{"id":332750351,"title":"1914 Star","handle":"1914-star","description":"\u003cp\u003eThe 1914 Star World War 1 Campaign Medal.  Granted in 1917 and often called the Mons Star it was awarded to all who actually served in France or Belgium on the establishment of a unit between 5th August 1914 and midnight on 22-23 November 1914.\u003c\/p\u003e\n\u003cp\u003eMembers of the RM, RN, RNR or RNVR who served ashore qualified but not those serving afloat.\u003c\/p\u003e\n\u003cp\u003eOn 19th October 1919 the King announced the award of a clasp with the dates 5th Aug-22nd Nov 1914 to those that had actually served under fire between those dates.\u003c\/p\u003e\n\u003cmeta charset=\"utf-8\"\u003e\n\u003ch4\u003eEligibility\u003c\/h4\u003e\n\u003cp\u003eInstituted in 1917 and sometimes erroneously referred to as the Mons Star, this award was approved for all Officers and Men of the British and Indian Expeditionary Forces, including civilian medical practitioners, nursing sisters, nurses and others employed in military hospitals who actually served in France or Belgium between the 5th August 1914 and midnight of 22-23rd November 1914.\u003c\/p\u003e\n\u003ch4\u003eCriteria\u003c\/h4\u003e\n\u003cp\u003eRoyal Navy, Royal Marines, RNR and RNVR personnel qualified if they served at ashore in France or Belgium. Army Personnel had to serve on the establishment of a Unit in Either France or Belgium Service for all must have been between 5th August 1914 and midnight of 22- 23rd November 1914\u003c\/p\u003e\n\u003ch4\u003eDescription\u003c\/h4\u003e\n\u003cp\u003eA bronze four pointed star the top point formed as a crown with a ring suspension on top through which the ribbon is threaded. Swords cross through the angles of the star and where they meet they are surmounted with a scroll bearing the date 1914 above which is a smaller scroll bearing the date Aug and a similar scroll below bearing Nov with a plain reverse. The medal is worn from a watered ribbon of Red White and blue in equal proportions. The red is worn nearest to the centre of the chest. Approximately 378,000 stars were awarded but it is not known how many of these were awarded with a bar. 160 stars without bars were awarded to Canadian.\u003c\/p\u003e\n\u003ch4\u003eMounting\u003c\/h4\u003e\n\u003cp\u003eA fixed ring formed into the top of the Crown.\u003c\/p\u003e\n\u003ch4\u003eBars\u003c\/h4\u003e\n\u003cp\u003eA single clasp bearing the dates 5th Aug-22nd Nov 1914 was authorised by the King in 1919 for award to those personnel who served under fire in France or Belgium between those dates. The clasp has a small hole in each corner for sewing onto the ribbon.\u003c\/p\u003e","published_at":"2014-08-03T15:19:00+01:00","created_at":"2014-08-03T15:21:38+01:00","vendor":"WMS","type":"WWI Medals","tags":["Campaign_World War I","Category_World War I","World War 1"],"price":1250,"price_min":1250,"price_max":1250,"available":true,"price_varies":false,"compare_at_price":null,"compare_at_price_min":0,"compare_at_price_max":0,"compare_at_price_varies":false,"variants":[{"id":12507798077558,"title":"Default Title","option1":"Default Title","option2":null,"option3":null,"sku":"MEDR138","requires_shipping":true,"taxable":true,"featured_image":{"id":5118219331,"product_id":332750351,"position":2,"created_at":"2015-09-09T12:03:32+01:00","updated_at":"2015-09-09T12:03:32+01:00","alt":null,"width":567,"height":591,"src":"https:\/\/cdn.shopify.com\/s\/files\/1\/0601\/7817\/products\/1914_MONS_Star_Full_Size_Medal_woth_MONS_Bar_71e82114-b00b-4eff-8231-24c3dc90a2ea.png?v=1441796612","variant_ids":[12507798077558]},"available":true,"name":"1914 Star","public_title":null,"options":["Default Title"],"price":1250,"weight":30,"compare_at_price":null,"inventory_quantity":9,"inventory_management":"shopify","inventory_policy":"continue","barcode":""}],"images":["\/\/cdn.shopify.com\/s\/files\/1\/0601\/7817\/products\/1914_MONS_Star_Full_Size_Medal.png?v=1441796612","\/\/cdn.shopify.com\/s\/files\/1\/0601\/7817\/products\/1914_MONS_Star_Full_Size_Medal_woth_MONS_Bar_71e82114-b00b-4eff-8231-24c3dc90a2ea.png?v=1441796612"],"featured_image":"\/\/cdn.shopify.com\/s\/files\/1\/0601\/7817\/products\/1914_MONS_Star_Full_Size_Medal.png?v=1441796612","options":["Title"],"content":"\u003cp\u003eThe 1914 Star World War 1 Campaign Medal.  Granted in 1917 and often called the Mons Star it was awarded to all who actually served in France or Belgium on the establishment of a unit between 5th August 1914 and midnight on 22-23 November 1914.\u003c\/p\u003e\n\u003cp\u003eMembers of the RM, RN, RNR or RNVR who served ashore qualified but not those serving afloat.\u003c\/p\u003e\n\u003cp\u003eOn 19th October 1919 the King announced the award of a clasp with the dates 5th Aug-22nd Nov 1914 to those that had actually served under fire between those dates.\u003c\/p\u003e\n\u003cmeta charset=\"utf-8\"\u003e\n\u003ch4\u003eEligibility\u003c\/h4\u003e\n\u003cp\u003eInstituted in 1917 and sometimes erroneously referred to as the Mons Star, this award was approved for all Officers and Men of the British and Indian Expeditionary Forces, including civilian medical practitioners, nursing sisters, nurses and others employed in military hospitals who actually served in France or Belgium between the 5th August 1914 and midnight of 22-23rd November 1914.\u003c\/p\u003e\n\u003ch4\u003eCriteria\u003c\/h4\u003e\n\u003cp\u003eRoyal Navy, Royal Marines, RNR and RNVR personnel qualified if they served at ashore in France or Belgium. Army Personnel had to serve on the establishment of a Unit in Either France or Belgium Service for all must have been between 5th August 1914 and midnight of 22- 23rd November 1914\u003c\/p\u003e\n\u003ch4\u003eDescription\u003c\/h4\u003e\n\u003cp\u003eA bronze four pointed star the top point formed as a crown with a ring suspension on top through which the ribbon is threaded. Swords cross through the angles of the star and where they meet they are surmounted with a scroll bearing the date 1914 above which is a smaller scroll bearing the date Aug and a similar scroll below bearing Nov with a plain reverse. The medal is worn from a watered ribbon of Red White and blue in equal proportions. The red is worn nearest to the centre of the chest. Approximately 378,000 stars were awarded but it is not known how many of these were awarded with a bar. 160 stars without bars were awarded to Canadian.\u003c\/p\u003e\n\u003ch4\u003eMounting\u003c\/h4\u003e\n\u003cp\u003eA fixed ring formed into the top of the Crown.\u003c\/p\u003e\n\u003ch4\u003eBars\u003c\/h4\u003e\n\u003cp\u003eA single clasp bearing the dates 5th Aug-22nd Nov 1914 was authorised by the King in 1919 for award to those personnel who served under fire in France or Belgium between those dates. The clasp has a small hole in each corner for sewing onto the ribbon.\u003c\/p\u003e"}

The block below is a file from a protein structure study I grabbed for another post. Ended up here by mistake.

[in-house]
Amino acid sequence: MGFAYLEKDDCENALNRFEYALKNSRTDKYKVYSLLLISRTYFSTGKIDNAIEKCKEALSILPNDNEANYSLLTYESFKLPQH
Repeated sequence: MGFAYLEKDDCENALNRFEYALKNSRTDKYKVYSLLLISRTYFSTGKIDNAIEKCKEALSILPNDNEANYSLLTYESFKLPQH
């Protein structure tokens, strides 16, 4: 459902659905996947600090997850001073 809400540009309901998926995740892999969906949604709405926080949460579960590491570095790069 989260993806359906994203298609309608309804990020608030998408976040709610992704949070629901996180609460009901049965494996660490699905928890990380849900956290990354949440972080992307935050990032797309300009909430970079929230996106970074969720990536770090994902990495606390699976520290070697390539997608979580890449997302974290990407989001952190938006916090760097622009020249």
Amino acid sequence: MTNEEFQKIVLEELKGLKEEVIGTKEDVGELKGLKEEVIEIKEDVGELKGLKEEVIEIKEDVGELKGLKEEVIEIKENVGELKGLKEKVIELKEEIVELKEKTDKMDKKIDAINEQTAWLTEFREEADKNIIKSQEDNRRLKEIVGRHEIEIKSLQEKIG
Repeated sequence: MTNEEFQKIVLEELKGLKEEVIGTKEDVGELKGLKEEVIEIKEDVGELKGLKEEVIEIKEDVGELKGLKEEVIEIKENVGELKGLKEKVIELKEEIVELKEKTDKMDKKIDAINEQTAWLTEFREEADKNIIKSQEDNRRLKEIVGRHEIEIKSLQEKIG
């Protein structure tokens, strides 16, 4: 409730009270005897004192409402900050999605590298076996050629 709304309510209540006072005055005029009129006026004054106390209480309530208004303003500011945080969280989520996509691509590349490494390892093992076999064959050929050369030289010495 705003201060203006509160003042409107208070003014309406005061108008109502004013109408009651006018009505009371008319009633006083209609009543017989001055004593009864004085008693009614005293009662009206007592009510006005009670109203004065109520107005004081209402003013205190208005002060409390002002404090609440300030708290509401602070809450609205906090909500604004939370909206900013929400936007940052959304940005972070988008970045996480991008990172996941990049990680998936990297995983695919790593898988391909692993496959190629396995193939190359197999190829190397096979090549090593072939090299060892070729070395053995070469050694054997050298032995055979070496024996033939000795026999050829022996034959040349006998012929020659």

Product Description
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Maximum quantity available reached.

The 1914 Star World War 1 Campaign Medal.  Granted in 1917 and often called the Mons Star it was awarded to all who actually served in France or Belgium on the establishment of a unit between 5th August 1914 and midnight on 22-23 November 1914.

Members of the RM, RN, RNR or RNVR who served ashore qualified but not those serving afloat.

On 19th October 1919 the King announced the award of a clasp with the dates 5th Aug-22nd Nov 1914 to those that had actually served under fire between those dates.

Eligibility

Instituted in 1917 and sometimes erroneously referred to as the Mons Star, this award was approved for all Officers and Men of the British and Indian Expeditionary Forces, including civilian medical practitioners, nursing sisters, nurses and others employed in military hospitals who actually served in France or Belgium between the 5th August 1914 and midnight of 22-23rd November 1914.

Criteria

Royal Navy, Royal Marines, RNR and RNVR personnel qualified if they served at ashore in France or Belgium. Army Personnel had to serve on the establishment of a Unit in Either France or Belgium Service for all must have been between 5th August 1914 and midnight of 22- 23rd November 1914

Description

A bronze four pointed star the top point formed as a crown with a ring suspension on top through which the ribbon is threaded. Swords cross through the angles of the star and where they meet they are surmounted with a scroll bearing the date 1914 above which is a smaller scroll bearing the date Aug and a similar scroll below bearing Nov with a plain reverse. The medal is worn from a watered ribbon of Red White and blue in equal proportions. The red is worn nearest to the centre of the chest. Approximately 378,000 stars were awarded but it is not known how many of these were awarded with a bar. 160 stars without bars were awarded to Canadian.

Mounting

A fixed ring formed into the top of the Crown.

Bars

A single clasp bearing the dates 5th Aug-22nd Nov 1914 was authorised by the King in 1919 for award to those personnel who served under fire in France or Belgium between those dates. The clasp has a small hole in each corner for sewing onto the ribbon.